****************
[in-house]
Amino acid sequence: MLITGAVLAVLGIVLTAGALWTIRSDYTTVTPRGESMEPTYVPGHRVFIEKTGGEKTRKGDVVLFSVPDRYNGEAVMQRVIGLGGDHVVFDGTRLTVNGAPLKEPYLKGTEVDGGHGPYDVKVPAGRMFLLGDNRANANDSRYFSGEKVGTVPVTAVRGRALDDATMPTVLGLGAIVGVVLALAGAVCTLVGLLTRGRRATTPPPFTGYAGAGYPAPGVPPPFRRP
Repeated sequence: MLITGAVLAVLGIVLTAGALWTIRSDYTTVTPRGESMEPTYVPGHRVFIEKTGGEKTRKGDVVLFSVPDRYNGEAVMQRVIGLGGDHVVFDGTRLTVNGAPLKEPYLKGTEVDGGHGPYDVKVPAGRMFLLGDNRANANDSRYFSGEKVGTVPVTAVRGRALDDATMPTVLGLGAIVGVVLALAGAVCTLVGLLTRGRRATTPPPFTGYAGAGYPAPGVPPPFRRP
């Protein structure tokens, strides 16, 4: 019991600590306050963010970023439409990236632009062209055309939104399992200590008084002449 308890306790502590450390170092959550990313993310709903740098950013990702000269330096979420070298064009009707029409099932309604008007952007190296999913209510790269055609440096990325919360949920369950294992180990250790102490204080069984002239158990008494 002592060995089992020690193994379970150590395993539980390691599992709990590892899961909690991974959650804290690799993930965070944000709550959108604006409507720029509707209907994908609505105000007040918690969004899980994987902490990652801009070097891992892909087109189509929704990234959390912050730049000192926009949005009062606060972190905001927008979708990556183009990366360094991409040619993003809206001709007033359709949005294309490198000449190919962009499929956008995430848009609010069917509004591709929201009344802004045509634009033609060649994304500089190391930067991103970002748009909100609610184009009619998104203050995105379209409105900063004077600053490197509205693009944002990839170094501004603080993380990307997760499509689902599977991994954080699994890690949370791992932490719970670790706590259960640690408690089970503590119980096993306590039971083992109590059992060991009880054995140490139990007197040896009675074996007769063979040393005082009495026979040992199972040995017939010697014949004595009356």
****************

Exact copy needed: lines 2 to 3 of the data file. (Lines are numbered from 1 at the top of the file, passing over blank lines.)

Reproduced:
Amino acid sequence: MLITGAVLAVLGIVLTAGALWTIRSDYTTVTPRGESMEPTYVPGHRVFIEKTGGEKTRKGDVVLFSVPDRYNGEAVMQRVIGLGGDHVVFDGTRLTVNGAPLKEPYLKGTEVDGGHGPYDVKVPAGRMFLLGDNRANANDSRYFSGEKVGTVPVTAVRGRALDDATMPTVLGLGAIVGVVLALAGAVCTLVGLLTRGRRATTPPPFTGYAGAGYPAPGVPPPFRRP
Repeated sequence: MLITGAVLAVLGIVLTAGALWTIRSDYTTVTPRGESMEPTYVPGHRVFIEKTGGEKTRKGDVVLFSVPDRYNGEAVMQRVIGLGGDHVVFDGTRLTVNGAPLKEPYLKGTEVDGGHGPYDVKVPAGRMFLLGDNRANANDSRYFSGEKVGTVPVTAVRGRALDDATMPTVLGLGAIVGVVLALAGAVCTLVGLLTRGRRATTPPPFTGYAGAGYPAPGVPPPFRRP